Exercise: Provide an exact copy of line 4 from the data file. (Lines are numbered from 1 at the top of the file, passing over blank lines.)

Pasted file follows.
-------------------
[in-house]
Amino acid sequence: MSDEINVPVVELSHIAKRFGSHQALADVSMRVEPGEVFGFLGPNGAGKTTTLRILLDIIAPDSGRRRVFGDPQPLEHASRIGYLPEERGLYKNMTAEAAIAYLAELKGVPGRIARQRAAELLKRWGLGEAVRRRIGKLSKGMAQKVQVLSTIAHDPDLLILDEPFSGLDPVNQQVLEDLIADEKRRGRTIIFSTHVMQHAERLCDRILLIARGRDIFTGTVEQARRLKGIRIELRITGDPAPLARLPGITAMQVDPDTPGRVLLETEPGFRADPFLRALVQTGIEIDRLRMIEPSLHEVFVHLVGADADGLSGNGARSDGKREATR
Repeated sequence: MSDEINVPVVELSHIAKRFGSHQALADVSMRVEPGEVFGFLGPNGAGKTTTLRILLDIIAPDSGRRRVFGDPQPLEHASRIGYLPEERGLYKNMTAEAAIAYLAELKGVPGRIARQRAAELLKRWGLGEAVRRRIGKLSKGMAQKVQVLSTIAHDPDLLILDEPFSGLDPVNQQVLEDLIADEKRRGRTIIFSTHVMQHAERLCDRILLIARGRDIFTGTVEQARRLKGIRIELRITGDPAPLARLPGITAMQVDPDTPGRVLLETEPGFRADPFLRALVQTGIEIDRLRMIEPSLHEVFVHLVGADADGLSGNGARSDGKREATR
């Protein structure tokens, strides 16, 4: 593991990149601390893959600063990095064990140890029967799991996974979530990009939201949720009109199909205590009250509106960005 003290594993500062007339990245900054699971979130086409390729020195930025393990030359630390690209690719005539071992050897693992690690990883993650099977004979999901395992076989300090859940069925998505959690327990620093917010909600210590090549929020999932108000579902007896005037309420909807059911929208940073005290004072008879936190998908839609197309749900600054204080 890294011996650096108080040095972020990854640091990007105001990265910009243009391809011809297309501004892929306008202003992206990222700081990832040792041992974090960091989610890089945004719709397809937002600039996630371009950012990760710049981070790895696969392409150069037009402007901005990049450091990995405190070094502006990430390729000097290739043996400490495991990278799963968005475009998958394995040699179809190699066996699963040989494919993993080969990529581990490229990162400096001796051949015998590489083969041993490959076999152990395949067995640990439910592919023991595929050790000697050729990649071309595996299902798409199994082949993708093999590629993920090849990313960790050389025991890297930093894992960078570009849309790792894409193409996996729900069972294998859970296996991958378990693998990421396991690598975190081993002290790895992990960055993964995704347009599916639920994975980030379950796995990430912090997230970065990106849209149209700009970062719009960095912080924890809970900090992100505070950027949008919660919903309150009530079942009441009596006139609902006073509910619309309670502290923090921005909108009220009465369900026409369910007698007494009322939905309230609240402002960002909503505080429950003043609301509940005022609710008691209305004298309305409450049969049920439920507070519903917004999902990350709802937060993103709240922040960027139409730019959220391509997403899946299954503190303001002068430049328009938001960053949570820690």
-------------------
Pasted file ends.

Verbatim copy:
């Protein structure tokens, strides 16, 4: 593991990149601390893959600063990095064990140890029967799991996974979530990009939201949720009109199909205590009250509106960005 003290594993500062007339990245900054699971979130086409390729020195930025393990030359630390690209690719005539071992050897693992690690990883993650099977004979999901395992076989300090859940069925998505959690327990620093917010909600210590090549929020999932108000579902007896005037309420909807059911929208940073005290004072008879936190998908839609197309749900600054204080 890294011996650096108080040095972020990854640091990007105001990265910009243009391809011809297309501004892929306008202003992206990222700081990832040792041992974090960091989610890089945004719709397809937002600039996630371009950012990760710049981070790895696969392409150069037009402007901005990049450091990995405190070094502006990430390729000097290739043996400490495991990278799963968005475009998958394995040699179809190699066996699963040989494919993993080969990529581990490229990162400096001796051949015998590489083969041993490959076999152990395949067995640990439910592919023991595929050790000697050729990649071309595996299902798409199994082949993708093999590629993920090849990313960790050389025991890297930093894992960078570009849309790792894409193409996996729900069972294998859970296996991958378990693998990421396991690598975190081993002290790895992990960055993964995704347009599916639920994975980030379950796995990430912090997230970065990106849209149209700009970062719009960095912080924890809970900090992100505070950027949008919660919903309150009530079942009441009596006139609902006073509910619309309670502290923090921005909108009220009465369900026409369910007698007494009322939905309230609240402002960002909503505080429950003043609301509940005022609710008691209305004298309305409450049969049920439920507070519903917004999902990350709802937060993103709240922040960027139409730019959220391509997403899946299954503190303001002068430049328009938001960053949570820690």